"Dumb Ways to Die" is still very much alive. Re-imagined as a new mobile game, the Australian train safety campaign's iPhone app hit No. 1 in 53 markets and became the top iPad app in 81 countries, according to data from App Annie.
It's the second app from Metro Trains Melbourne to feature the blob people from one of the most-awarded campaigns of 2013, whose morbidly adorable animations, catchy tune and wacky lyrics were a hit with kids who might ordinarily be turned off by public service announcements about train safety. The new game from McCann Melbourne is a reminder of how campaigns can keep their momentum going in different mediums, with tweaks and twists.
In this version, "Dumb Ways to Die 2: The Games," the characters risk their lives at sporting events like landmine curling, running with scissors and killer whale dentistry. (Among the more bizarre challenges are licking a freezing pole and yeti grooming.) Those games don't have much to do with trains, but reminders about railway safety pop up throughout. Players try to stop characters from jumping onto the tracks to grab dropped phones, and there's a button to push to pledge to be safe around trains.
The app is free, but players can make in-app purchases, for example to make the game ad-free or buy tokens. Metro Trains doesn't have data yet on earnings, but it plans to invest them back into safety messaging.
"This has really become a self-funding, ongoing campaign," said Leah Waymark, general manager for corporate relations and business development of Metro Trains Melbourne. Metro Trains is also planning an online store to sell merchandise like plush toys.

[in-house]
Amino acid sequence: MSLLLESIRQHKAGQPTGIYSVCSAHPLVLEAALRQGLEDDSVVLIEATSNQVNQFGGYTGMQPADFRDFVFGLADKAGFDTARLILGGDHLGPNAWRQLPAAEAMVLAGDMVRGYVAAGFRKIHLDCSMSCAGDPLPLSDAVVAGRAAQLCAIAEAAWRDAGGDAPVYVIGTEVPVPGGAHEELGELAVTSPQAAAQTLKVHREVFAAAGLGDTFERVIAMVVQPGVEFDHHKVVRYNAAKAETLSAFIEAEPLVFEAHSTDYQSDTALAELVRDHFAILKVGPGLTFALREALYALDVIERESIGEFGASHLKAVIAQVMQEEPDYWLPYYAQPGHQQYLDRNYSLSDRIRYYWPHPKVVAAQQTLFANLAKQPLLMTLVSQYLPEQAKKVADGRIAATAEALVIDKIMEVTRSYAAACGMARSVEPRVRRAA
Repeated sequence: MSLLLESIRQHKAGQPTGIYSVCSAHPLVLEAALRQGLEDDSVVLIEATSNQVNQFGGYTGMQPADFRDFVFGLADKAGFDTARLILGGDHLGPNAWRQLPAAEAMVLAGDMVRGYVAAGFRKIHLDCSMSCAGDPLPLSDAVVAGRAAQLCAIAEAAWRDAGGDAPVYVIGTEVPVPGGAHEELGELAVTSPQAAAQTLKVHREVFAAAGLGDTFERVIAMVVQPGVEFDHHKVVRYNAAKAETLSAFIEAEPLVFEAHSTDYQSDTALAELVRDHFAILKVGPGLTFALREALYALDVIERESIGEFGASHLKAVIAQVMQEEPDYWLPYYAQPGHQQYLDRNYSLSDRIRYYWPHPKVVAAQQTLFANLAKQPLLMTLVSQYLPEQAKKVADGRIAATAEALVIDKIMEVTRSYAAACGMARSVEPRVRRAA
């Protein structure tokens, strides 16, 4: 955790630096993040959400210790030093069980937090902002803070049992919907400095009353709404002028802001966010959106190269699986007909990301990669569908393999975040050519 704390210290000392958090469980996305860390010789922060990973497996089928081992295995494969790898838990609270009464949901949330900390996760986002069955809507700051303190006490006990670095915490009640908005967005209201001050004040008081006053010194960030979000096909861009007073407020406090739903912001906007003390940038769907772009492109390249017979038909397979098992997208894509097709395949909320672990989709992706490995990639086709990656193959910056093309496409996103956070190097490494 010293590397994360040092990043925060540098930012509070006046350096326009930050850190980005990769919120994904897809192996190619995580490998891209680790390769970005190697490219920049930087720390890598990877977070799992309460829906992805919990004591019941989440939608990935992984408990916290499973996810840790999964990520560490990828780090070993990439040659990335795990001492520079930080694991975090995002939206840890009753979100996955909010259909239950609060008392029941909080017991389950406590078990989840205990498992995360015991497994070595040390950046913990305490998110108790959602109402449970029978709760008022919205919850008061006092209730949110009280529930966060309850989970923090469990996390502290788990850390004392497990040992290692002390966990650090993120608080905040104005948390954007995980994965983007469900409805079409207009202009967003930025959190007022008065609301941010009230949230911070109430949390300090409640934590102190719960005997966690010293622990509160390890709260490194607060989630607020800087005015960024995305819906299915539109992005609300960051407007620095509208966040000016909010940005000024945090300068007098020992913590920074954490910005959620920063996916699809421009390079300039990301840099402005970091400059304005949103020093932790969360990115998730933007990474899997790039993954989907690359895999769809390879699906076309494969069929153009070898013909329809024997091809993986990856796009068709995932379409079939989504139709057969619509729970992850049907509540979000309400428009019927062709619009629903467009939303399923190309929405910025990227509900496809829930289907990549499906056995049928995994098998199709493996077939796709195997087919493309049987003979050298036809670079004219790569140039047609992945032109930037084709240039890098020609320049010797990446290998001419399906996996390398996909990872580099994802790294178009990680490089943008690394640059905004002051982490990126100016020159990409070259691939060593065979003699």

There was even a Halloween version this year, in which two of the cute animated characters meet their grisly end while out trick or treating.
The original viral "Dumb Ways to Die" music video from McCann Melbourne has racked up more than 93 million views on YouTube. The campaign's first app game had 85 million downloads, and this new edition hit almost 10 million in two weeks, Ms. Waymark said. An Android version is coming up too.
So why an app?
"Kids don't look at print ads, they probably ignore most posters, and every parent knows how hard it is to get kids' heads out of fun, engaging computer games," said Pat Baron, executive creative director at McCann Melbourne. "We live our lives now in the digital world, and if we're going to engage with children, if we want them to listen to the message, we've got to do it in a way that's engaging, the comes at the right place and the right time, in a way it will be accepted."